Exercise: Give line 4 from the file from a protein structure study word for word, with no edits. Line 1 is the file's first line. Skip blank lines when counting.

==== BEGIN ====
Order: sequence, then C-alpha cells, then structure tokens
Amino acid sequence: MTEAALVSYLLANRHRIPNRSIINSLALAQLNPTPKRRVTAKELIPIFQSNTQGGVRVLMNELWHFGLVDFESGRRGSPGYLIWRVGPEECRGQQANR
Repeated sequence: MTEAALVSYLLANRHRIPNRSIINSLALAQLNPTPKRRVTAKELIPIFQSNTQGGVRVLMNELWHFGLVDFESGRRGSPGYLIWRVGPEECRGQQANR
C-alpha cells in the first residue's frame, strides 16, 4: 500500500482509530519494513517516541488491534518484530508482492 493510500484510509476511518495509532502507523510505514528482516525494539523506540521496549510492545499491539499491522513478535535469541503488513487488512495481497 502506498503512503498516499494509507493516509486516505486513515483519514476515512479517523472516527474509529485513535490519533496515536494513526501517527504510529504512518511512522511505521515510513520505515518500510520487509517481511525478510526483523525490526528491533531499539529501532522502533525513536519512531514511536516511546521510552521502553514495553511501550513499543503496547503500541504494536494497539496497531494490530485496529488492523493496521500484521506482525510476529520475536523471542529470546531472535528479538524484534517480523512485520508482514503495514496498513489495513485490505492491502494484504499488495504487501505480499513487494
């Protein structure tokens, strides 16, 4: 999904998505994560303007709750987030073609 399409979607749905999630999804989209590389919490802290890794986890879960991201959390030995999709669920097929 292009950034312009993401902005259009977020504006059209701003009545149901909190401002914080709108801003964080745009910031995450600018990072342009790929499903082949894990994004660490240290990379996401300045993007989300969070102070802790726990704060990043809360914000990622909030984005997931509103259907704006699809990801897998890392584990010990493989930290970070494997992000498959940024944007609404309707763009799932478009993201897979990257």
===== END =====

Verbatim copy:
C-alpha cells in the first residue's frame, strides 16, 4: 500500500482509530519494513517516541488491534518484530508482492 493510500484510509476511518495509532502507523510505514528482516525494539523506540521496549510492545499491539499491522513478535535469541503488513487488512495481497 502506498503512503498516499494509507493516509486516505486513515483519514476515512479517523472516527474509529485513535490519533496515536494513526501517527504510529504512518511512522511505521515510513520505515518500510520487509517481511525478510526483523525490526528491533531499539529501532522502533525513536519512531514511536516511546521510552521502553514495553511501550513499543503496547503500541504494536494497539496497531494490530485496529488492523493496521500484521506482525510476529520475536523471542529470546531472535528479538524484534517480523512485520508482514503495514496498513489495513485490505492491502494484504499488495504487501505480499513487494